It’s way past time for Gov. Rauner to do his job and negotiate a budget

SHARE It’s way past time for Gov. Rauner to do his job and negotiate a budget

Gov. Bruce Rauner delivers his State of the State address to a joint session of the General Assembly on Jan. 31, 2018, at the Capitol in Springfield. | Rich Saal/The State Journal-Register via AP

“Nothing’s more important for a governor than having a good budget because that allows you to manage the state to do your job.”

Let that recent quote from former Gov. Jim Edgar as reported by the State Journal-Register sink in for a bit.

“Nothing’s more important for a governor than having a good budget because that allows you to manage the state to do your job.”


The budget passed last year over Gov. Bruce Rauner’s veto was not a “good budget” because the governor’s budget office wasn’t directly involved. Legislators simply don’t have the expertise to pass a good budget without the governor’s help. The executive branch has experts who know what the agencies and programs need because they are involved with this issue every day.

And so the governor and his administration have been struggling ever since last July to implement a budget that it had almost nothing to do with. That’s insane. No one who is truly interested in governing would allow that to happen.

Whether the governor believes he will be reelected or not, it’s his job to get something done for the future of his state. And the very least he can do is provide some stability going forward by finally doing what every governor before him has done: negotiate and sign a workable budget.

I mean, seriously, we always make such a big deal out of state budgets, but this is a routine, mundane matter almost everywhere else.

House Speaker Michael Madigan told his caucus last week that he believes the governor wants an overtime session so he can blame the resulting gridlock on the Democrats. But Madigan told his House Democrats that he believes voters will blame both sides. This was taken by some of his members as a sign that Madigan finally realizes he needs to get something done one way or another. We’ll see. That assessment could be overly optimistic.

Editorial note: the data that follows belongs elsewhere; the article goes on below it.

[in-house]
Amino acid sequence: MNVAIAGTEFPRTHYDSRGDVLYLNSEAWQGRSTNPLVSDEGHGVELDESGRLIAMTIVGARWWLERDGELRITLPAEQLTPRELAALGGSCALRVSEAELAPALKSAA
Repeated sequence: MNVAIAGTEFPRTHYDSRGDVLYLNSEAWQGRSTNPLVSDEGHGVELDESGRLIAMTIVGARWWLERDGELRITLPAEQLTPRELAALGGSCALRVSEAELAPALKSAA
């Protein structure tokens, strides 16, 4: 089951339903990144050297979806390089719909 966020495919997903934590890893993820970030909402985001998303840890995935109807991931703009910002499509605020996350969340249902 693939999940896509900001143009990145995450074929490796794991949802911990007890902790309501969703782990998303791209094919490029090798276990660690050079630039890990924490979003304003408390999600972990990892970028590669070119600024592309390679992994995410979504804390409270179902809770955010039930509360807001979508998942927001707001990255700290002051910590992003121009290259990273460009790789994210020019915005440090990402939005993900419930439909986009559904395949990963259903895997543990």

The budgeteers met via teleconference last week and not a word was said about the governor’s repeated demands for an “official” revenue estimate. Instead, they reportedly had a fairly productive discussion about various pension ideas. So, that’s a good sign. The revenue estimate demand was a giant red herring used for political and disruptive purposes.

The Democrats appear to have gamed out the end of the spring session if they can’t do a deal with the governor for whatever reason.

Money for the Quincy veterans home and cash-strapped prisons, universities, etc. will all be put into the appropriations bills to entice Republicans onto the legislation. Some of the Republicans who broke ranks last year may not vote for the legislation when it passes, but may vote for it during the override motion.

Some Republican top dogs have said privately that they believe rank-and-file Democrats and Republicans who voted for the vetoed budget last year feel betrayed because they were told that the budget they passed was balanced when it actually wasn’t. But in talking to those folks, that doesn’t appear to be the case. Many knew what they were getting into and, besides, what’s done is done and they want another budget now. Plus, some disaffected House Republicans are itching for one last fight with the governor before they retire.

House Republican Leader Jim Durkin has painstakingly put his caucus back together twice in the past year. The first time was after the budget override vote, which badly split his caucus. Members were essentially told if they voted for the education funding reform bill, all would be forgiven. And then another blow-up was threatened after Rep. Jeanne Ives nearly defeated Gov. Rauner in the GOP primary. Durkin has managed to keep things mostly cool and separated from caucus business since then.

It’s abundantly clear from his public and private remarks that Senate Republican Leader Bill Brady wants a negotiated budget deal. Durkin, meanwhile, has solidly allied himself with the governor, both in public and reportedly during the leaders’ meetings.

Durkin badly needs Rauner’s money to fund his campaigns against Speaker Madigan this fall. But this alliance can also help move things along if Rauner’s staunch ally Durkin eventually informs the governor that he needs to cut a deal for the good of the state or face yet another stinging defeat. That worked last year on the education funding reform bill.

Whatever happens, it’s long past time that the governor do whatever he can to put together a “good budget” for his state.

Rich Miller also publishes Capitol Fax, a daily political newsletter, and

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